NASHVILLE, Tenn. — Middle Tennessee State University turned to a Nashville distillery on Friday, Jan. 15, to provide personal-sized bottles of hand sanitizer for students returning to its on-campus residence halls when classes resume in late January.
Big Machine Distillery, which has locations in Nashville and Lynnville, Tennessee, produces premium handcrafted spirits led by a signature vodka and hand sanitizer that is sold nationwide. The company provided MTSU with 6,000 50-milliliter bottles at a reduced rate, each branded with a special label featuring the university’s Lightning mascot.
Friday’s brief outdoor ceremony at the Big Machine Tavern on Third Avenue South in Nashville was hailed as the start of a partnership in which the distillery’s affiliated independent music label could provide opportunities for students in the university’s College of Media and Entertainment.
A video recap of the event is available above.
The spirits maker is associated with Nashville-based Big Machine Label Group, which has been called the No. 1 independent record label in the world, according to Billboard magazine.
It is home to such top artists as Academy of Country Music Entertainer of the Year Thomas Rhett, ACM Decade Award winners Florida Georgia Line and Grammy-winning chart-toppers Tim McGraw, Lady A, Sugarland, Sheryl Crow and more.
“We’re thankful to develop this partnership with Big Machine Distillery, which is providing needed sanitizer for use by our students as the university continues navigating the challenges of this pandemic,” said media and entertainment Dean Beverly Keel. “And the possibilities for expanded hands-on learning and networking opportunities through the Big Machine Label Group can only deepen our ties within Music City.”
Keel’s college includes the Department of Recording Industry, which in 2020 was included for the seventh straight year in Billboard’s list of the country’s top music programs.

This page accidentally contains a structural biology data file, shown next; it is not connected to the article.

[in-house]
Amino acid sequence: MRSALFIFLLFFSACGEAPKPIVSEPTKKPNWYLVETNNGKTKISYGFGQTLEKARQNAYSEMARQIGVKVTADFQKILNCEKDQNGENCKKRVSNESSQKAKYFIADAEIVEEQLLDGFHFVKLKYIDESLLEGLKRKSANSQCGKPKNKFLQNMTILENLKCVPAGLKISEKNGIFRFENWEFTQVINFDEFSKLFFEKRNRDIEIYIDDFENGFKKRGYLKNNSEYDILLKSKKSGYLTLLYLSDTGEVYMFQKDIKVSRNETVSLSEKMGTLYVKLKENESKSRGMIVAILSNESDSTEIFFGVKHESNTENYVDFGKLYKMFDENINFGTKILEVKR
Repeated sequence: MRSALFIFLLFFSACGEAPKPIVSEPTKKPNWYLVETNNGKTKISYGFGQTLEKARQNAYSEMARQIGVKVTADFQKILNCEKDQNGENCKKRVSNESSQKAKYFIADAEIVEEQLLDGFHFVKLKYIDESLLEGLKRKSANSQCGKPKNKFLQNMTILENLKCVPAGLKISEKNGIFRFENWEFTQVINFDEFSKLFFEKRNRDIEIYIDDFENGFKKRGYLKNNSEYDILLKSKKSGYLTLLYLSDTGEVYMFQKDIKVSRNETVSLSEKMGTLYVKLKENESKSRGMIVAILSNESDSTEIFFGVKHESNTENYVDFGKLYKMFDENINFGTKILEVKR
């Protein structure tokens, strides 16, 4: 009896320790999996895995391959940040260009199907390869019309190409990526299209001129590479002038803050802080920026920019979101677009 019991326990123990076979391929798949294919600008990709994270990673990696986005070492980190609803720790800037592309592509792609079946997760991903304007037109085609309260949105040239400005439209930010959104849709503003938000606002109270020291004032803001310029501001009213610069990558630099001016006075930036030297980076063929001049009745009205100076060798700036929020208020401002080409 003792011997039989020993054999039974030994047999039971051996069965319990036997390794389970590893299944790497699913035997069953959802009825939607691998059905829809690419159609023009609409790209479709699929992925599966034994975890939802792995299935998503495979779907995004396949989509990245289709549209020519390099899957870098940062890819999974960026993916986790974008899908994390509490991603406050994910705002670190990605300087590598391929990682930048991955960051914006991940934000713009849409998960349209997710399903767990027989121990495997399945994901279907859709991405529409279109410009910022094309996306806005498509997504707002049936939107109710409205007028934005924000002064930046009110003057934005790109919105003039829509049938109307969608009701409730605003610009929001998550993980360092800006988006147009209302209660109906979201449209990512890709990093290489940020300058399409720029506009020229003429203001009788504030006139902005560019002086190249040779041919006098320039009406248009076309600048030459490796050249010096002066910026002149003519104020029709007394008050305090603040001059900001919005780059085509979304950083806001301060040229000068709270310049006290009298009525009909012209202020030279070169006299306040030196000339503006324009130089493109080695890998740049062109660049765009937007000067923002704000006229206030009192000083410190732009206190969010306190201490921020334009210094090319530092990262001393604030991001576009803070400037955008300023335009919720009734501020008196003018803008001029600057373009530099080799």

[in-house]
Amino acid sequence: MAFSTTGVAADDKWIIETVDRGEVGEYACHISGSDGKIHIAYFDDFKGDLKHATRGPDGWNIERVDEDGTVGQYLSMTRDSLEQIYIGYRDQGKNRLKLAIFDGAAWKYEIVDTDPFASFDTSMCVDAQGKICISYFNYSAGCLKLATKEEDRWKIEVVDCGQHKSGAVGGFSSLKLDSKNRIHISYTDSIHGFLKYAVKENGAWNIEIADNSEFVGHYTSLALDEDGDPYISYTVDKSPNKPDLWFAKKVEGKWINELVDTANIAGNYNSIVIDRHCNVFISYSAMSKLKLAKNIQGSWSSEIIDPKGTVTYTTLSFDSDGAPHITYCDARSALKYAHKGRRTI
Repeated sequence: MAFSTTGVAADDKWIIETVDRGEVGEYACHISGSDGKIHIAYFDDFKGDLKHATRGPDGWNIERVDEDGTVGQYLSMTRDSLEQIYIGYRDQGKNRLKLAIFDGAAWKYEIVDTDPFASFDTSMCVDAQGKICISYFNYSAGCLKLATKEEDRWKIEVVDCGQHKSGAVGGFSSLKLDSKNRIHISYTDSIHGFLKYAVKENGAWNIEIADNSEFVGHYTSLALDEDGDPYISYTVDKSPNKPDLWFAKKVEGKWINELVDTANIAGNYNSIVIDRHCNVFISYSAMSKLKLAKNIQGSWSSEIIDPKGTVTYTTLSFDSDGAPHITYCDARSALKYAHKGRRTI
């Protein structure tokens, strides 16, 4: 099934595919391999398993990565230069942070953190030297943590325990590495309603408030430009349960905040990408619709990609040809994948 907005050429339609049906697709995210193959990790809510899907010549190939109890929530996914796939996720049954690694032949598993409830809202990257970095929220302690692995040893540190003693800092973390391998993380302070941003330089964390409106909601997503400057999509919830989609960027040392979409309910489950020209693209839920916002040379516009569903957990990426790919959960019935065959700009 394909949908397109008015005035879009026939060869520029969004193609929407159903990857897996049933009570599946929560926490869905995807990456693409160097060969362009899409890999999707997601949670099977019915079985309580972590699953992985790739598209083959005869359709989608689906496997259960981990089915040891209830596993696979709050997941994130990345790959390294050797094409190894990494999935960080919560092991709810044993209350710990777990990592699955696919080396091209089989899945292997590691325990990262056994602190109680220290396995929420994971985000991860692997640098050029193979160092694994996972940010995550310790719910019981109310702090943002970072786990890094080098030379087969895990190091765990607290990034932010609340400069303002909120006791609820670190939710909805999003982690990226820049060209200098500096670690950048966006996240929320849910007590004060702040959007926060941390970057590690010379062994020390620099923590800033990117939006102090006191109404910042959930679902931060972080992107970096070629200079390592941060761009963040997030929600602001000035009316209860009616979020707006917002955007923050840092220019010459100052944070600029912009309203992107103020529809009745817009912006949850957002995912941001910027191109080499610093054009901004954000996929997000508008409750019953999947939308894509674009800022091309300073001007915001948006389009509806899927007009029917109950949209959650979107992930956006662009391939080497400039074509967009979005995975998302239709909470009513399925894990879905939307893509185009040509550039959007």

Keel, who previously chaired the department, said connecting with companies such as Big Machine is critical in exposing MTSU students to real-world professionals who can share expertise in an industry that can’t be replicated solely in a classroom setting.
“Beverly and I share the same interests and goals when it comes to education and making sure educational institutions provide a safe arena for students to do their best work,” said Scott Borchetta, president and CEO of Big Machine Label Group. “Partnering with MTSU is a natural fit for our brand and our label’s relationship with the college.”
Discussions between MTSU and Big Machine began in earnest late last year, after Keel connected Borchetta and his team with MTSU administrators seeking a supply of hand sanitizer for about 1,600 students returning to campus for the spring 2021 semester.
Any additional bottles, as well as thousands of MT STRONG face masks, will be made available to additional students after classes resume Jan. 25.
“I was so impressed at how quickly the company pivoted to meet the needs of our country during the pandemic,” Keel said. “And if 2020 has taught us anything, it is the importance of friends and family.
“It was vital to me that we partner with a Middle Tennessee company because we need to support local businesses, nonprofits and universities as much as possible during this time.”
Mark Borchetta, brother to Scott and executive vice president of Big Machine Distillery, added, “It has been humbling for sure, during these unprecedented times, to have been able to provide hundreds of thousands of bottles of sanitizer to people across the country,.
“So many have told us our product has helped them feel more protected and confident as they try to go about their lives with some sense of normalcy. We are also grateful to be in a position to partner with MTSU to help allow students back on campus.”
Labels on the bottles of hand sanitizer feature co-branded graphics from the distillery and MTSU, including a masked version of the MTSU mascot Lightning that is featured on COVID-19-related signage throughout the campus.
The distillery, which pivoted to sanitizer production as the global COVID-19 pandemic emerged, has provided thousands of free or reduced-cost bottles to organizations throughout Tennessee.
— Andrew Oppmann (Andrew.Oppmann@mtsu.edu) and Jimmy Hart (Jimmy.Hart@mtsu.edu)